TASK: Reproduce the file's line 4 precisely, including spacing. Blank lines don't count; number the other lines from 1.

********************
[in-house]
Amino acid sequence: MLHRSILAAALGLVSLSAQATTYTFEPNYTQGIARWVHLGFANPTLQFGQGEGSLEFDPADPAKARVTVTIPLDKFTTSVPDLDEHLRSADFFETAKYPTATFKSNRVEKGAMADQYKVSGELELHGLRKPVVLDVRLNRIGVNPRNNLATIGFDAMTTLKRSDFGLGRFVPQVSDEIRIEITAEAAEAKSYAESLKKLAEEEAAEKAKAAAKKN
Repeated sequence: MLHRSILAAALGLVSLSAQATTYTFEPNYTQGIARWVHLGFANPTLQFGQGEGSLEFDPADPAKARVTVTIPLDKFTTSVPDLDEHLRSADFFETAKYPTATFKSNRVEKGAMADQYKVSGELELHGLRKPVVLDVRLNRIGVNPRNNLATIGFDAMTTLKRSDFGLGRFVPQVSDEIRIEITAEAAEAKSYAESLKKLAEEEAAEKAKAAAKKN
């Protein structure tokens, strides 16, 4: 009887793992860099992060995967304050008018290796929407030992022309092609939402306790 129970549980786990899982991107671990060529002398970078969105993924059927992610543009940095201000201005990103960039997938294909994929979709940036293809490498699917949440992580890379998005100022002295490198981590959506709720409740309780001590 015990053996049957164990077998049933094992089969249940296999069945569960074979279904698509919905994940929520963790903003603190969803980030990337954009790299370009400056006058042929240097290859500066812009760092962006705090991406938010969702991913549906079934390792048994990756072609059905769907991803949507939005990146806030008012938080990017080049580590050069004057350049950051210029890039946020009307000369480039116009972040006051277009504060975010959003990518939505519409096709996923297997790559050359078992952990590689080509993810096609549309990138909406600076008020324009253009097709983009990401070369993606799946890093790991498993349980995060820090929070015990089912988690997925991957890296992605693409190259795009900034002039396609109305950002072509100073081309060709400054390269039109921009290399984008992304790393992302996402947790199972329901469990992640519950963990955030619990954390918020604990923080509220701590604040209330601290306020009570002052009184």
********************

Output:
């Protein structure tokens, strides 16, 4: 009887793992860099992060995967304050008018290796929407030992022309092609939402306790 129970549980786990899982991107671990060529002398970078969105993924059927992610543009940095201000201005990103960039997938294909994929979709940036293809490498699917949440992580890379998005100022002295490198981590959506709720409740309780001590 015990053996049957164990077998049933094992089969249940296999069945569960074979279904698509919905994940929520963790903003603190969803980030990337954009790299370009400056006058042929240097290859500066812009760092962006705090991406938010969702991913549906079934390792048994990756072609059905769907991803949507939005990146806030008012938080990017080049580590050069004057350049950051210029890039946020009307000369480039116009972040006051277009504060975010959003990518939505519409096709996923297997790559050359078992952990590689080509993810096609549309990138909406600076008020324009253009097709983009990401070369993606799946890093790991498993349980995060820090929070015990089912988690997925991957890296992605693409190259795009900034002039396609109305950002072509100073081309060709400054390269039109921009290399984008992304790393992302996402947790199972329901469990992640519950963990955030619990954390918020604990923080509220701590604040209330601290306020009570002052009184």